cwi: international conference – Anti-war and anti-capitalism in Germany

cwi international conference.

This report is taken from written contributions from cwi sections that were presented to the 21-26 November meeting of the International Executive Committee (IEC) of the cwi, held in Belgium. cwi online

Anti-war and anti-capitalism

Building the cwi in Germany in 2003

The year 2003 saw the 30th anniversary of the CWI in Germany. In December 1973 the first issue of “Voran” was published. The year 2003 was the most successful year for the organisation in many respects. We organised school students’ strikes of more than 200,000 against the war on Day X and we initiated the 100,000-strong demonstration against social cuts on 1November.

We are close to reaching the all-time-high of membership.

In the fifth year of the SPD (social democratic)/Green coalition government the objective situation is marked by a three year long period of economic stagnation and recession, an offensive by the government against the working class, a deep crisis of confidence towards the political parties, especially the SPD, and an enormous anger amongst workers and unemployed, which was reflected in the 100,000 strong mass demonstration against the government’s social cuts of 1 November.

The level of class struggle has been lower in Germany than in other European countries over the last period but this is beginning to change. The 1 November demonstration marks a turning point and has a dialectical effect on the mood of the working class and on perspectives for the class struggle. It is likely that at the latest in spring next year we will see a generalised movement, possibly even a general strike. The main target for the SAV is to get prepared for this situation and to participate in these decisive processes.

In the first half of the year our main campaign was against the war on Iraq by US imperialism. A little late, but still in time to use it for the mass movement, we launched the campaign ‘Youth Against War’. Through this we called for school students’ strikes on the day the war started. More than 200,000 youth were mobilised by YAW, with 80,000 in Berlin and 50,000 in Hamburg. The demos called by YAW were bigger and more political than any others. Most importantly we succeeded in turning these demonstrations into anti-government protests against the practical support Germany gave to the US Army. The YAW profile (and through this the SAV profile) was extremely high. A national daily carried an “investigative article” discovering that the youth strikes were “organised by the cadres of SAV”. SAV members spoke on numerous local and national demonstrations.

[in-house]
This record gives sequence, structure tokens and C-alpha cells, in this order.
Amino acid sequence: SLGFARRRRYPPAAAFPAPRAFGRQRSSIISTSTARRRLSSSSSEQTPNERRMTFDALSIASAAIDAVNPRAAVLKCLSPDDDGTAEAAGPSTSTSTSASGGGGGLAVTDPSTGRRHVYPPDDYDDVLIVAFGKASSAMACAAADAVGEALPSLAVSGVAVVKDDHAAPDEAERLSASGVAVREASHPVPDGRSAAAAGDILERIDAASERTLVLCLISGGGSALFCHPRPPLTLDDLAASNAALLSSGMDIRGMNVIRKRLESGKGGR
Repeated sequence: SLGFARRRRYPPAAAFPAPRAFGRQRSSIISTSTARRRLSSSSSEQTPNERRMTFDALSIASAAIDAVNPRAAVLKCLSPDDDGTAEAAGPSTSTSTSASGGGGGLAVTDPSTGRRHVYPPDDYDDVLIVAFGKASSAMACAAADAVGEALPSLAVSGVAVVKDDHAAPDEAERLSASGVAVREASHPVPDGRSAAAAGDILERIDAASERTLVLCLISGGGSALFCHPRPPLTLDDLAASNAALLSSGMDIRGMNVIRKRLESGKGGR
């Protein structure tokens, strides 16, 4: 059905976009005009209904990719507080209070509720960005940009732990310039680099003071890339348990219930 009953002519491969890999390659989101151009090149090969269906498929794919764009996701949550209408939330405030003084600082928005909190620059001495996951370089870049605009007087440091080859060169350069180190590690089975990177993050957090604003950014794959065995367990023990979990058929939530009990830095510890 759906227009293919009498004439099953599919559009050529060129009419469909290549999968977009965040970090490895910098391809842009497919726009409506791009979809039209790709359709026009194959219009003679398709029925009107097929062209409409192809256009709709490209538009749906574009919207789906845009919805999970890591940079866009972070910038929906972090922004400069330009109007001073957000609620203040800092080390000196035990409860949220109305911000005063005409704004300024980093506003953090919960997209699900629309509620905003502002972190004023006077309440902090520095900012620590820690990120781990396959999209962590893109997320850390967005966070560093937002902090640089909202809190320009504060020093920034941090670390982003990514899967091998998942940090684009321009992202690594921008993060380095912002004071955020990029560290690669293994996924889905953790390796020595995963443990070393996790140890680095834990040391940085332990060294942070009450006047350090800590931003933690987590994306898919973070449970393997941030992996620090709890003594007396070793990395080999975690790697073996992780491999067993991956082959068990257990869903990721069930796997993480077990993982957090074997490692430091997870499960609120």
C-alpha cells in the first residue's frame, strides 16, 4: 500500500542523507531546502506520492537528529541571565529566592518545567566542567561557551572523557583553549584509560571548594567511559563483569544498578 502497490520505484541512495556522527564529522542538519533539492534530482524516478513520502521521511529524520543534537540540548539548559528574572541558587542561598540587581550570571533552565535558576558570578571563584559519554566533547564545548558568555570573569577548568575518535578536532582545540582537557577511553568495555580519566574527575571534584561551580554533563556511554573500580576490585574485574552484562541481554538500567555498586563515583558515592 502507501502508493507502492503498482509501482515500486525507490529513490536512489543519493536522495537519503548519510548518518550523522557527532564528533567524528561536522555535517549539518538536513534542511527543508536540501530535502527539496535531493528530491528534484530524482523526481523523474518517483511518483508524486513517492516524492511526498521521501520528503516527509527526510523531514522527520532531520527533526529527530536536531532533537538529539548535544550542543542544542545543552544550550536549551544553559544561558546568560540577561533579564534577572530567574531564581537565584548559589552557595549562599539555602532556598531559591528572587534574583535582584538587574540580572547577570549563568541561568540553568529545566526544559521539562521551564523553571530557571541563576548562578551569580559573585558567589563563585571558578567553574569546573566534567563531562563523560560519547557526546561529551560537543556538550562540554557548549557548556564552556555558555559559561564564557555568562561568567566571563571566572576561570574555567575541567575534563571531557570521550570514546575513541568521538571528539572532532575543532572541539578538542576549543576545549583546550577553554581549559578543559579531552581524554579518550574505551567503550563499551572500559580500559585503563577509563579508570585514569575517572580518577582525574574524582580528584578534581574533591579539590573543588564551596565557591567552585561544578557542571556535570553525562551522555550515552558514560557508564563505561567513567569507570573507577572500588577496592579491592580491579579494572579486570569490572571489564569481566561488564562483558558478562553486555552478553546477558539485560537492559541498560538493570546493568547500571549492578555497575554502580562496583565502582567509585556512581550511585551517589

Significantly we were also able to organise two work stoppages in one hospital where a comrade is the chair of the workers’ representation committee. The call for strike actions against the war was one of our main campaigning points.

After the end of the war we orientated the party to the questions of social cuts, unemployment etc. We raised the idea of a national demonstration against the government’s cuts’ programme as a first step to a one-day general strike. When, in late spring, the union leaders announced an end to public protests we said that such a demonstration should be organised from below. We approached the left currents within the unions and a conference of unemployed groups with the idea of organising an activists’ conference to call such a demonstration.

This conference then called the November 1st demo. Our delegate to the ver.di congress held two weeks before the demo played an important part in getting the congress to support the demo. Without exaggeration, we can say that this demonstration would not have taken place at this point in time without us.

On the demo one comrade chaired the opening rally and another comrade was the speaker for the youth on the demonstration. 150 SAV comrades were present. We organised a youth contingent of 800, sold 700 papers, and raised 1,300 euros for the fighting fund.

That means that in 2003 our organisation played a decisive role in organising two of the biggest mobilisations in recent years.

The broad left opposition which we lead in the public sector union ver.di (the “network”) has a very good reputation and we are part of organising a broader conference of left-wing ver.di members which will take place early next year. At the moment we are trying to establish local branches of the network in three cities. At the hospital where one comrade leads the workers’ representation committee we have established an action committee against the closure of the hospital. We had one delegate to the ver.di congress who had a high profile on the congress. In spring one comrade was a delegate to the ver.di youth congress and was able to get a resolution in support for a one-day general strike passed.

We are involved in the national network of the trade union left and in some local groups of the trade union left.

Other positive developments in the industrial field were that we were able to recruit some apprentices in the car industry.

Socialism Days

This year’s ‘Socialism Days’ event was again very successful despite the fact that the timing was unfortunate shortly after the end of the Iraq war. More than 400 people attended and 12 new members were recruited.

The areas organise local Socialism Weekends at the end of November to reach out to the periphery we made during the recent campaign against social cuts.

New areas

We were able to build an active branch in Saarbrücken. We have started meetings of comrades and contacts in Frankfurt/Main.

Next year will also see a number of council elections where we will stand (either under our own banner or as part of left wing alliances) and where we see the possibility to win our first councillor/s.

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January 2004